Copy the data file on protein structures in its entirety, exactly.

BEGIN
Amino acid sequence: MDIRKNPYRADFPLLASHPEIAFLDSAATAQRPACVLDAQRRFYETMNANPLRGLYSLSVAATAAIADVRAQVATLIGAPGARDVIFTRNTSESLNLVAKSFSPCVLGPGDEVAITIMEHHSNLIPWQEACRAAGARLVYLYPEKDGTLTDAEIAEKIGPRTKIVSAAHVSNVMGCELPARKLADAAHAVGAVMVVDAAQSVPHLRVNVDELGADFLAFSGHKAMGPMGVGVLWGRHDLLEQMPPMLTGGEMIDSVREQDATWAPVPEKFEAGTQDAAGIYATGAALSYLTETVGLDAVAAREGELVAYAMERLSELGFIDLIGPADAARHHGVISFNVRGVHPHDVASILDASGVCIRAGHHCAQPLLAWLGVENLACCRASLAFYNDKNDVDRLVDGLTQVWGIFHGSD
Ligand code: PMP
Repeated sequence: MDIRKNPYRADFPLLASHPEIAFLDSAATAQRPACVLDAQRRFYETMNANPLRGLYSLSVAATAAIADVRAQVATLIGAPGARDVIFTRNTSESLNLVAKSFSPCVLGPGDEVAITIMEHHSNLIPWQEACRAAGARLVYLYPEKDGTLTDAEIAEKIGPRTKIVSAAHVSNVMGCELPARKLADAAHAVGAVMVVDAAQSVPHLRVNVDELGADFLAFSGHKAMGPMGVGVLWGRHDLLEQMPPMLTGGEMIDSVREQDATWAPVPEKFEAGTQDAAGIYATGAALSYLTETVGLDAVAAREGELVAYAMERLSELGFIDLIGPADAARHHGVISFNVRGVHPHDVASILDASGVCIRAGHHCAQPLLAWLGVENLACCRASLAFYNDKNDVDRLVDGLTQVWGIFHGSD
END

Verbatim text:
Amino acid sequence: MDIRKNPYRADFPLLASHPEIAFLDSAATAQRPACVLDAQRRFYETMNANPLRGLYSLSVAATAAIADVRAQVATLIGAPGARDVIFTRNTSESLNLVAKSFSPCVLGPGDEVAITIMEHHSNLIPWQEACRAAGARLVYLYPEKDGTLTDAEIAEKIGPRTKIVSAAHVSNVMGCELPARKLADAAHAVGAVMVVDAAQSVPHLRVNVDELGADFLAFSGHKAMGPMGVGVLWGRHDLLEQMPPMLTGGEMIDSVREQDATWAPVPEKFEAGTQDAAGIYATGAALSYLTETVGLDAVAAREGELVAYAMERLSELGFIDLIGPADAARHHGVISFNVRGVHPHDVASILDASGVCIRAGHHCAQPLLAWLGVENLACCRASLAFYNDKNDVDRLVDGLTQVWGIFHGSD
Ligand code: PMP
Repeated sequence: MDIRKNPYRADFPLLASHPEIAFLDSAATAQRPACVLDAQRRFYETMNANPLRGLYSLSVAATAAIADVRAQVATLIGAPGARDVIFTRNTSESLNLVAKSFSPCVLGPGDEVAITIMEHHSNLIPWQEACRAAGARLVYLYPEKDGTLTDAEIAEKIGPRTKIVSAAHVSNVMGCELPARKLADAAHAVGAVMVVDAAQSVPHLRVNVDELGADFLAFSGHKAMGPMGVGVLWGRHDLLEQMPPMLTGGEMIDSVREQDATWAPVPEKFEAGTQDAAGIYATGAALSYLTETVGLDAVAAREGELVAYAMERLSELGFIDLIGPADAARHHGVISFNVRGVHPHDVASILDASGVCIRAGHHCAQPLLAWLGVENLACCRASLAFYNDKNDVDRLVDGLTQVWGIFHGSD